Officer’s murderer gets life
Jury didn’t order death sentence
WILKES-BARRE — Already serving 25 years to life for murder, gang assassin Jessie Con-ui was sentenced Thursday to life in prison without parole for the vicious murder of a federal correctional officer at U.S. Penitentiary Canaan.
A jury in June convicted Con-ui, 40, of murdering correctional officer and Nanticoke native Eric Williams, 34, in a brutal attack on Feb. 25, 2013. But the jury deadlocked on whether to put him to death for the crime, setting the stage for a mandatory life sentence and a sentencing hearing that was largely a formality.
Williams’ family, who attended the trial daily, was absent from the courtroom Thursday. They supported a death sentence and were outraged that the jury deadlocked, with father Don Williams saying at the time that the jury “did absolutely nothing.”
Williams’ co-workers at Canaan, who likewise attended the trial in force, also skipped the hearing, save for a nurse who was among those who worked to save Williams after the attack.
Con-ui — who appeared by video from U.S. Penitentiary Administrative Maximum Facility in Florence, Colorado, where he is being held in isolation — appeared at ease prior to the hearing, smiling and joking about food as he slouched in his chair while wearing an orange jumpsuit. He did not address the court, with his attorneys saying Con-ui would stand by a statement he made during trial.
“I’m sorry my actions caused so much heartache and pain,” Con-ui said at the time. “I wish I could take back what I did. I wish I could take back what happened. I wish I could give you a better explanation on why I did this, but I can’t.”
Assistant U.S. Attorney Francis P. Sempa briefly addressed the court and expressed disappointment with the jury’s verdict, noting that Con-ui, a member of the New Mexican Mafia who goes by “Chino,” is already serving 25 years to life in prison for executing a gang member in Phoenix in 2002.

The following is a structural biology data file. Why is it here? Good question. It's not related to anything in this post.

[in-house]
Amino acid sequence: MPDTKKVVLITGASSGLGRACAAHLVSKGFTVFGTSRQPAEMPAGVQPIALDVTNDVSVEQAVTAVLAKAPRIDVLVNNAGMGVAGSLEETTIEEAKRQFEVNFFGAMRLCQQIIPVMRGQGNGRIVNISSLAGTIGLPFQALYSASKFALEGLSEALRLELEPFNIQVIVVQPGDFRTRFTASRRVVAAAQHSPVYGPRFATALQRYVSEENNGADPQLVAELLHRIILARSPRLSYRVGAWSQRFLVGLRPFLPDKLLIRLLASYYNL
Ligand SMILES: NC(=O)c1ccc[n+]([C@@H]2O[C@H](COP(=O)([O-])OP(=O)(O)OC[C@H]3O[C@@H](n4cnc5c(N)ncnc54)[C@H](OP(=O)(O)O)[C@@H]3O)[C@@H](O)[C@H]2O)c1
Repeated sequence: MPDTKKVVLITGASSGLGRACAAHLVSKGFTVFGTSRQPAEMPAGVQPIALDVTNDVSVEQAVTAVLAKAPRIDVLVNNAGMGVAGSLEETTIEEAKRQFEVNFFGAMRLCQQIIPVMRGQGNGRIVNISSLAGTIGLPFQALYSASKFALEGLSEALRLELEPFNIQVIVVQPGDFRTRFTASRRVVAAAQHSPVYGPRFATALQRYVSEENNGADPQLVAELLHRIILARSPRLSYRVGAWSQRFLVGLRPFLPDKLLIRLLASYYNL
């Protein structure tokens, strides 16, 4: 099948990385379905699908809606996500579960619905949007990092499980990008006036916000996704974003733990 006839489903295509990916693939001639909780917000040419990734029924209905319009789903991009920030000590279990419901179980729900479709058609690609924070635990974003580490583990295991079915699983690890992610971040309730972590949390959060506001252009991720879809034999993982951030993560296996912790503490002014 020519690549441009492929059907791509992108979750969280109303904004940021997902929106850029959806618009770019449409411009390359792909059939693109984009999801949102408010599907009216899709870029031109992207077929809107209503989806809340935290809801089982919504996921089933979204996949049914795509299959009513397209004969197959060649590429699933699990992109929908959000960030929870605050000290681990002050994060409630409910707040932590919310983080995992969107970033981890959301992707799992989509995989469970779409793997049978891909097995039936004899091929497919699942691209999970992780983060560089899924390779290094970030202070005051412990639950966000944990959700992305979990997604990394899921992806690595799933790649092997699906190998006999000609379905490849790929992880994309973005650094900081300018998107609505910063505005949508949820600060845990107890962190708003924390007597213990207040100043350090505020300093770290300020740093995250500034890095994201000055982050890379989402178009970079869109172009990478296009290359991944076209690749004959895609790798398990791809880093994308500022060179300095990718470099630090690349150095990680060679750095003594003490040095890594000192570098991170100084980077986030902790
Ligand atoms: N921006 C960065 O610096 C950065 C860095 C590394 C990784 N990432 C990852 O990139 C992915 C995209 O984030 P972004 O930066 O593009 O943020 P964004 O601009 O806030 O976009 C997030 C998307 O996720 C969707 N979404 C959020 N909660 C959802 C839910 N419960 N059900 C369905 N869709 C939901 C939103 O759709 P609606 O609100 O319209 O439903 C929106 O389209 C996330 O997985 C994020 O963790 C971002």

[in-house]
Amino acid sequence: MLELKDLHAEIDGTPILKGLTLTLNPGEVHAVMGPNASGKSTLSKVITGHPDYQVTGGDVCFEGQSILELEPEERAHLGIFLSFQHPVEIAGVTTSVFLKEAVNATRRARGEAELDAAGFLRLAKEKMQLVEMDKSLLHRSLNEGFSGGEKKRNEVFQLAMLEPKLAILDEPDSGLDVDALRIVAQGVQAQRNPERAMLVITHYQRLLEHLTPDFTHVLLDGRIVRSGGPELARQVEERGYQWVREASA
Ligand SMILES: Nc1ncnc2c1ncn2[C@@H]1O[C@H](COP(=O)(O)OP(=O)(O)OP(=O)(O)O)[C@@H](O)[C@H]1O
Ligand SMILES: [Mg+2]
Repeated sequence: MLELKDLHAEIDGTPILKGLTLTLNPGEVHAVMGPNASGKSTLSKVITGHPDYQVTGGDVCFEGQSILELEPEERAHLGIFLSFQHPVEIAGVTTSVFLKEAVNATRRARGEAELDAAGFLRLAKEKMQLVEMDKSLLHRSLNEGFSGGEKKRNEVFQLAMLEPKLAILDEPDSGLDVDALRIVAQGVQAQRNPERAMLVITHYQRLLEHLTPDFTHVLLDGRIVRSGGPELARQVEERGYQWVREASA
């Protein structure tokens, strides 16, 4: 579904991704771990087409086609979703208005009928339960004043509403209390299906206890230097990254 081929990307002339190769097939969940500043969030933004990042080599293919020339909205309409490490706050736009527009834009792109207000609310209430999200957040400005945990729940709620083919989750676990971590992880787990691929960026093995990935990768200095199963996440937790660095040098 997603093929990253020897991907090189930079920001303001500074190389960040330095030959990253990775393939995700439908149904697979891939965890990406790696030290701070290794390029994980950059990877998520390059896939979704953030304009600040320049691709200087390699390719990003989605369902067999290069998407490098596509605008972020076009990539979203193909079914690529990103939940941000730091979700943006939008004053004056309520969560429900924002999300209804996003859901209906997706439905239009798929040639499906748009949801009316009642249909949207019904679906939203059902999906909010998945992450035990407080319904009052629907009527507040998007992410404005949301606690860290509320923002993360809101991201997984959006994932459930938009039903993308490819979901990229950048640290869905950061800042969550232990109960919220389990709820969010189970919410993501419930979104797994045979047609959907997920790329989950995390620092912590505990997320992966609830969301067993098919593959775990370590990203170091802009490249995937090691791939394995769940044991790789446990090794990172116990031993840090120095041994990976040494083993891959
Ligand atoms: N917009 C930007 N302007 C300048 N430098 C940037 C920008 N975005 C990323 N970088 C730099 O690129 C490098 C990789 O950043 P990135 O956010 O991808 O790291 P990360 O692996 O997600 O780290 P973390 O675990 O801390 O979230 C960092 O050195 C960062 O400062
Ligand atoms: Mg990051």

The Williams family, he said, continues to struggle with knowing that Con-ui has received little additional punishment for his crime.
“They’re never going to believe that justice was done in this case,” Sempa said. “Our words ring hollow.”
Defense attorney James A. Swetz of Stroudsburg said the defense respects the jury’s verdict but still feels for the Williams family.
“We have great sympathy for the Williams’ loss,” Swetz said.
At the time of the slaying, Con-ui was serving the tail end of an 11-year federal prison term for trafficking 33 pounds of cocaine. Upon completion of the federal time, he would have been shipped to Arizona to serve out his murder sentence there.
But that changed in February 2013 after another officer searched his cell and removed some minor contraband, including homemade speakers made from altered headphones and cardboard. Feeling disrespected, Con-ui ambushed Williams, kicking him down a flight of stairs before laying into him with two shanks — stabbing and striking Williams more than 200 times, in addition to stomping and slamming the officer’s head on the ground.
Despite delivering a quick guilty verdict for the crime, which was captured on a grim video played for jurors, the same jury deadlocked in July on whether he should die for the crime — with a lone holdout determining Con-ui would get a mandatory sentence of life without parole.
In imposing the sentence Thursday, U.S. District Judge A. Richard Caputo ordered Con-ui to serve life without the possibility of parole for Williams’ murder. Con-ui will also have to serve five years for possessing contraband in prison and to pay $300 in court costs, the judge ordered. Contact the writer: firstname.lastname@example.org; 570-821-2058